It was the cheering that snapped Ralph out of his dark introspection. He heard humans, loud and boisterous, lifting up their voices in unbridled approbation. He dipped below the clouds and observed a natural amphitheater filled with raucous humans, cheering a man on a redwood stage. As he descended from the heavens, it became apparent: The man they cheered was none other than Hoss Proffit.
Ralph lighted behind a pillar of hewn sandstone. He’d seen the Beatles in their latter days, observed the Stones and Zeppelin and suffered through the insanity of Britney and Bieber, but he’d never witnessed such a high-pitched, licentious adulation as this. The female congregants tore their blouses and jiggled their tits; bent and presented their twerking asses, and bawled full-throated at the celebrity campaigner. The men, as passionate as their women, fired guns into the air, unconcerned with Newton’s Law of gravity and its perilous repercussions.
Ralph decided that he need not be so secretive. The mob had maddened beyond wariness, into blindness, and dived headlong into delirium. So he simply walked into their midst, raising his fist and shouting guttural peons in the direction of their dear leader.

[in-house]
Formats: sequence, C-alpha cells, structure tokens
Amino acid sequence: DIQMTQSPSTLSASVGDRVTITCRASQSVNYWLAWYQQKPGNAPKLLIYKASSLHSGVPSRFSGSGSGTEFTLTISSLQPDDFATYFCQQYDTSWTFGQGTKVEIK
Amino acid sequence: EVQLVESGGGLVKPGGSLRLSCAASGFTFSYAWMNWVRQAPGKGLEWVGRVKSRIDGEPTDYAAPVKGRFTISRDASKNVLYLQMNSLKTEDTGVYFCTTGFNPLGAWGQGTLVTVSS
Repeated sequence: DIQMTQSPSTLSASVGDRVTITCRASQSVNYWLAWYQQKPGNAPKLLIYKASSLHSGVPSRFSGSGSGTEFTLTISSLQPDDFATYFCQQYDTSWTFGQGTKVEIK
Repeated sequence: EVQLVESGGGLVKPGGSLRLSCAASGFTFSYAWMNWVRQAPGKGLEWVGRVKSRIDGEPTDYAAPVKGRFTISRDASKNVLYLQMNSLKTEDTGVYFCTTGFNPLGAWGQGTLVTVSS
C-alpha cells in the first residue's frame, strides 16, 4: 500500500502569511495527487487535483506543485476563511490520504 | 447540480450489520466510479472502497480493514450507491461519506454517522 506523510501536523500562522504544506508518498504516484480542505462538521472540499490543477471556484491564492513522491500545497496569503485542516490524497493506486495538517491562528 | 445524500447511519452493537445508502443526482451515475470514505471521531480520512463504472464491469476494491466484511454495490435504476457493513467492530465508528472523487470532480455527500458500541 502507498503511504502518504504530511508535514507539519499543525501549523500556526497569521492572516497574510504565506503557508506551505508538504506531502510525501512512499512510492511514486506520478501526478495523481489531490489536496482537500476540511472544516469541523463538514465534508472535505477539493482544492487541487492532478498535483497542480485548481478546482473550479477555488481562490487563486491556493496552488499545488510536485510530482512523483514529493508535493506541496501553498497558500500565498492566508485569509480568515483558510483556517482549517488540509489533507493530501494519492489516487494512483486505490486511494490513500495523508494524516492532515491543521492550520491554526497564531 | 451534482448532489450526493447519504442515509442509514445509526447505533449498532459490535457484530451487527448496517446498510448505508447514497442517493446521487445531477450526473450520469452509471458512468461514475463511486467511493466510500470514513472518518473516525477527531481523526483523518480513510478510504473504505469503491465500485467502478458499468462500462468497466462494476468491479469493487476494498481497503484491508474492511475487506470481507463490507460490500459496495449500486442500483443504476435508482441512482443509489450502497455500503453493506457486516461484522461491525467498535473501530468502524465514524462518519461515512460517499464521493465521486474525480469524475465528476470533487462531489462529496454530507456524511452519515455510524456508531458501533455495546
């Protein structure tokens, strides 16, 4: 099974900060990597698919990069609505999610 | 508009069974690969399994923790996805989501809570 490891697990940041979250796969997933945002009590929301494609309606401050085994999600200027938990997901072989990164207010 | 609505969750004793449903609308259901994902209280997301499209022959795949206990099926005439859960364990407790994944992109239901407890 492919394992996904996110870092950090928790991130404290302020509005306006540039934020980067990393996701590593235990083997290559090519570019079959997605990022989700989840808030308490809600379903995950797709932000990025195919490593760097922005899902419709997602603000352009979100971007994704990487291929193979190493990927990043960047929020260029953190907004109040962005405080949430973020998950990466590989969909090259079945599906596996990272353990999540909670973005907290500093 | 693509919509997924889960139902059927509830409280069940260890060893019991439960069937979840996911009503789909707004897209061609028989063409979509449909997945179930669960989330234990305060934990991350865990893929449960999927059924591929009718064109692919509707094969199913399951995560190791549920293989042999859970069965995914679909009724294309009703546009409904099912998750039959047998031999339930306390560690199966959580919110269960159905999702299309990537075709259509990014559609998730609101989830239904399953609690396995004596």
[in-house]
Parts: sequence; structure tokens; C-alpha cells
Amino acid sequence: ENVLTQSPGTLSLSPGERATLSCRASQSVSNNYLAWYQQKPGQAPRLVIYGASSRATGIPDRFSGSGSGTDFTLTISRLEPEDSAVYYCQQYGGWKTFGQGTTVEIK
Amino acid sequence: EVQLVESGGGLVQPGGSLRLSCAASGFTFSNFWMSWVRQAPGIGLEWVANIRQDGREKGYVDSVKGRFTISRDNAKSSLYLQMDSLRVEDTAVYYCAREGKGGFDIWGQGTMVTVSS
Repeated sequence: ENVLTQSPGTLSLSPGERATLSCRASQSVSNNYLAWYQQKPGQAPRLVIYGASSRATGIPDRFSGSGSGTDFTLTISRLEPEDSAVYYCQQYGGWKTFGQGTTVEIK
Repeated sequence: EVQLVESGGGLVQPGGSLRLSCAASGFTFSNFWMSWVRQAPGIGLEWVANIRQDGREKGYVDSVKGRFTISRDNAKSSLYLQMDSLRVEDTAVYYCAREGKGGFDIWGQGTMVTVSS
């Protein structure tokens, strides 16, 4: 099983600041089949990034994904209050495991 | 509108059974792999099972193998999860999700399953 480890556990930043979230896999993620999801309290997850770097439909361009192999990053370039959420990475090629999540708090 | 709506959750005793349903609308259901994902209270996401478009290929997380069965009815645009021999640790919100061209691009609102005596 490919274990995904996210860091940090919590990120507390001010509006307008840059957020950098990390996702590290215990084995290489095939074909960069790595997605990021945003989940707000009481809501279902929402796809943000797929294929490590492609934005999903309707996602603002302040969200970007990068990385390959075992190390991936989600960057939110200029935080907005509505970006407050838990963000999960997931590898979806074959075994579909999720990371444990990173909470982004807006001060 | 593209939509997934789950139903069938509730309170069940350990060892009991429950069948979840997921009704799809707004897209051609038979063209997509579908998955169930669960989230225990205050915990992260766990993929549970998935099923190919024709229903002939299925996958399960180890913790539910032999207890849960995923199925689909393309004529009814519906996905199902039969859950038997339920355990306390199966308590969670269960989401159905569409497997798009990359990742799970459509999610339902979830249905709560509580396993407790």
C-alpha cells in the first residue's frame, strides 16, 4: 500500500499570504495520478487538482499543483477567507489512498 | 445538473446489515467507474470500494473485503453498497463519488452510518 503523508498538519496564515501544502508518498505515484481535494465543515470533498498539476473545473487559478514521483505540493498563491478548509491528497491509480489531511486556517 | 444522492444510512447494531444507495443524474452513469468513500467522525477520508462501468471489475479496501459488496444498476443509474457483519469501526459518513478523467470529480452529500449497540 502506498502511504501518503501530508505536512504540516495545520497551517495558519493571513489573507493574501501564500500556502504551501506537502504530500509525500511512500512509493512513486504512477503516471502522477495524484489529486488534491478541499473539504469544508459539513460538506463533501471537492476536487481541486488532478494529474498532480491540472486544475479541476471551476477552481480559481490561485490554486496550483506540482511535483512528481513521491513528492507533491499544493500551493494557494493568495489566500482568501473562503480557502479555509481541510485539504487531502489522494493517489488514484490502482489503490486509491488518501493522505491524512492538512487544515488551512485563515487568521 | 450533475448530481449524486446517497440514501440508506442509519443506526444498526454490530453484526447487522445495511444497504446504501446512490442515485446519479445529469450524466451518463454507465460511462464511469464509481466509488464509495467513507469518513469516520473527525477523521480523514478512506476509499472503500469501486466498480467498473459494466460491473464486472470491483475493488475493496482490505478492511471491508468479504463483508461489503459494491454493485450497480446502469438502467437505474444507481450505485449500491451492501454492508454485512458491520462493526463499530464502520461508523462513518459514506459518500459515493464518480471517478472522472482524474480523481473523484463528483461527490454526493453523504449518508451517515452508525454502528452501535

The man called Hoss presented the palms of his hands, and the crowd hushed. He adjusted the microphone stand to accommodate his inordinate height.
“You people came out tonight,” he shouted, “came out for one reason and one reason only. Wanna tell me why that is? Was it to see the Hoss Hotties?”
Six busty ladies burst onto stage, dancing lustily in boots, daisy-duke cutoffs, and half-shirts with HH emblazoned over their breasts.
“Noooooo,” the crowd responded.
Hoss pointed to the fox-faced man in the shadows. “Did you come out to see Dwayne – my twin brother?”